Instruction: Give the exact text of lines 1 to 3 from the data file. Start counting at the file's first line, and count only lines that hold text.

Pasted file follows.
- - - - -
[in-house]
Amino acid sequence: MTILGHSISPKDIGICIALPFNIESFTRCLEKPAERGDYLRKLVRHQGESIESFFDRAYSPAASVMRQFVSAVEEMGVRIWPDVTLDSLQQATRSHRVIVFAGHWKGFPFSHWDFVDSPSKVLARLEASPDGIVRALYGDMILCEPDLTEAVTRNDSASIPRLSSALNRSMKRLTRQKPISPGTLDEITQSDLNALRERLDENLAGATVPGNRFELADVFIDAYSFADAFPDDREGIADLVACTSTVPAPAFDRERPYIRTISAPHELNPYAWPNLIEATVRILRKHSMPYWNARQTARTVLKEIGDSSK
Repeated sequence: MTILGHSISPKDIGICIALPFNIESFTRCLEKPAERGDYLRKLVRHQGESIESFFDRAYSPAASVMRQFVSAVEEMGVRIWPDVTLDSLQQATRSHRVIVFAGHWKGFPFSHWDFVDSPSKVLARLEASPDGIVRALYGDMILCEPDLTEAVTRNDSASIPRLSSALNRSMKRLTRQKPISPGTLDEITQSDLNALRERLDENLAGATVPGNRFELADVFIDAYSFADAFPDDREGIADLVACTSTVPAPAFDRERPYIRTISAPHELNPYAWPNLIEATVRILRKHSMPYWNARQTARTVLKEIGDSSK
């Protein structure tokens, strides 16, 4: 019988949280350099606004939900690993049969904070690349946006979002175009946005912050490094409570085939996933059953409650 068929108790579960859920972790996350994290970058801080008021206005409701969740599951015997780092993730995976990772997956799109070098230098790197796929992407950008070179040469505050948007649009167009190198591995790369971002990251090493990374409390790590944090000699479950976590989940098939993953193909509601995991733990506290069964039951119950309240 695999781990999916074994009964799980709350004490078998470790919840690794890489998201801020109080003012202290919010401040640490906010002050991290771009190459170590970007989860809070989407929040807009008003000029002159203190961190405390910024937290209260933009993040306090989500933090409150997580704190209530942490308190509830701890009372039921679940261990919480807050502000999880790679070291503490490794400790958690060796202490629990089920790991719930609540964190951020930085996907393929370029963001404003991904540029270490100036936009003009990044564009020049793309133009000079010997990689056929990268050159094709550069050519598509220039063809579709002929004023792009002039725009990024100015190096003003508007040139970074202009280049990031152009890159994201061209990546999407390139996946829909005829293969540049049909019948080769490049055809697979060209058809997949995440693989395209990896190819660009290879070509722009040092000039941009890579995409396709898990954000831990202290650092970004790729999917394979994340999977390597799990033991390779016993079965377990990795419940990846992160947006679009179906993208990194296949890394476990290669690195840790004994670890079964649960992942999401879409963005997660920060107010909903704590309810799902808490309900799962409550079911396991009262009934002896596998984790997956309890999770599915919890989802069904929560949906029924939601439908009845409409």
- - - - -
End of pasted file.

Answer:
[in-house]
Amino acid sequence: MTILGHSISPKDIGICIALPFNIESFTRCLEKPAERGDYLRKLVRHQGESIESFFDRAYSPAASVMRQFVSAVEEMGVRIWPDVTLDSLQQATRSHRVIVFAGHWKGFPFSHWDFVDSPSKVLARLEASPDGIVRALYGDMILCEPDLTEAVTRNDSASIPRLSSALNRSMKRLTRQKPISPGTLDEITQSDLNALRERLDENLAGATVPGNRFELADVFIDAYSFADAFPDDREGIADLVACTSTVPAPAFDRERPYIRTISAPHELNPYAWPNLIEATVRILRKHSMPYWNARQTARTVLKEIGDSSK
Repeated sequence: MTILGHSISPKDIGICIALPFNIESFTRCLEKPAERGDYLRKLVRHQGESIESFFDRAYSPAASVMRQFVSAVEEMGVRIWPDVTLDSLQQATRSHRVIVFAGHWKGFPFSHWDFVDSPSKVLARLEASPDGIVRALYGDMILCEPDLTEAVTRNDSASIPRLSSALNRSMKRLTRQKPISPGTLDEITQSDLNALRERLDENLAGATVPGNRFELADVFIDAYSFADAFPDDREGIADLVACTSTVPAPAFDRERPYIRTISAPHELNPYAWPNLIEATVRILRKHSMPYWNARQTARTVLKEIGDSSK